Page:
FAQs - Glossary

Section 504 is the part of the Rehabilitation Act of 1973 that guarantees specific rights in federally funded programs amd activities to people who qualify as disabled.  The term "504 plan" might be used in place of IEP. 

Moving at a faster pace through academic content.  May be grade level or subject level specific.

School Districts, BOCES or Charter School Institute that are responsible for local educational services.

A program developed by the College Board where high schools offer courses that meet criteria established by institutions of higher education. In many instances, college credit may be earned with the successful completion of an AP exam in specific content areas.

The social and emotional considerations of an individual.

Local groups that provide support and programming for anyone interested.  Affiliates are associated with CAGT and included in CAGT membership.


Advanced Learning Plans are designed to provide an individual plan to meet the academic needs of an identified gifted student.

Intellectual, chronological, and developmental ages are not the same in a gifted child. This unevenness is often referred to as asynchronous development, which describes a difference between the levels at which a child is functioning in the different realms (such as cognitive, social, emotional, or motor).

A model to teach students to become independent, self-directed learners.


Adequate Yearly Progress has been developed as a measurement to ensure that all students are making a year’s growth in a years time.

Developed in 1956 by Benjamin Bloom, the taxonomy is often used to develop curriculum for gifted children. There are six levels within the taxonomy that move from basic to high levels of thinking. These include knowledge, comprehension, application, analysis, synthesis, and evaluation.

Board of Cooperative Services are regional educational service providers, especially common in rural areas.  BOCES are designated service areas and provide centralized services for school districts within that area.

Colorado Association for Gifted and Talent, a non-profit (501c(3)) organization that advocates for the needs of gifted children.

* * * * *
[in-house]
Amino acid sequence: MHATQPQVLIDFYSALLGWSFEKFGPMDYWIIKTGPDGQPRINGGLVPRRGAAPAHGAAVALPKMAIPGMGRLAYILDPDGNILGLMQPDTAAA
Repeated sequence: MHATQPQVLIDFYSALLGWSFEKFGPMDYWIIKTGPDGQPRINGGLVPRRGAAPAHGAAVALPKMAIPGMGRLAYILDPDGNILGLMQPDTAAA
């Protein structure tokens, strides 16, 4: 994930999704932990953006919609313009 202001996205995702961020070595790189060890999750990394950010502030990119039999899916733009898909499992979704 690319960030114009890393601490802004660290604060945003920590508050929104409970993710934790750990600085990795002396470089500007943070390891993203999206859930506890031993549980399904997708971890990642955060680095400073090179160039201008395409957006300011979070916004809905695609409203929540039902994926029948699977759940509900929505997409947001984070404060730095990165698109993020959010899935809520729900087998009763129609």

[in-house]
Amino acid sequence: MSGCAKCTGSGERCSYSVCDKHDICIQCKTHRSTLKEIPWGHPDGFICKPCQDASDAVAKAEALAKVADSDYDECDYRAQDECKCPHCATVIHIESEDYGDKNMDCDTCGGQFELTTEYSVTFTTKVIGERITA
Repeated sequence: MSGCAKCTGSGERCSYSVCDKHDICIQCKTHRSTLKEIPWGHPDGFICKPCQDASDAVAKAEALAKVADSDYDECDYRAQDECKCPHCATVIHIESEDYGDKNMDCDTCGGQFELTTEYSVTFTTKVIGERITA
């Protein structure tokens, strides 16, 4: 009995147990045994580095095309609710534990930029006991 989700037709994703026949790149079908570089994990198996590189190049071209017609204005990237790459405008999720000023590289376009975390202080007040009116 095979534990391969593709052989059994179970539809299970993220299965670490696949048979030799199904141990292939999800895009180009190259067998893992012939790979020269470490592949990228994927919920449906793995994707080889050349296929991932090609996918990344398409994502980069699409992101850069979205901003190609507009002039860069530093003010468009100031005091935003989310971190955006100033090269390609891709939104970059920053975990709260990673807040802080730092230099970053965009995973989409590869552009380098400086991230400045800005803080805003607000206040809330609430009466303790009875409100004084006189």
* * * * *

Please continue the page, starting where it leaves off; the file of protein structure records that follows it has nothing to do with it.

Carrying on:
Compression of top scores on a test. For example, if a group IQ test can only measure reliably to 130, then a student with an IQ of 160 (if measured by some other test) may only score 130 due to the ceiling effect of the group test. Group intelligence tests often have low ceilings, so a relatively low IQ score, perhaps 115, could be accepted as evidence of potential giftedness.

A grouping assignment for gifted students in the regular heterogeneous classroom. Typically, five or six gifted students with similar needs, abilities, or interests are “clustered” in the same classroom, which allows the teacher to more efficiently differentiate assignments for a group of advanced learners rather than just one or two students. 

Instruction entails reduced amounts of introductory activities, drill, and practice. Instructional experiences may also be based on relatively fewer instructional objectives compared to the general curriculum. The time gained may be used for more advanced content instruction or to participate in enrichment activities. Instructional goals should be selected on the basis of careful analyses for their roles in the content and hierarchies of curricula. The parsing of activities and goals should be based on pre-instructional assessment. (Definition from A Nation Deceived, volume 2, page 14.)

A school district may allow a student to take college, career or technical courses that earn both high school and college credit while the student is still in high school.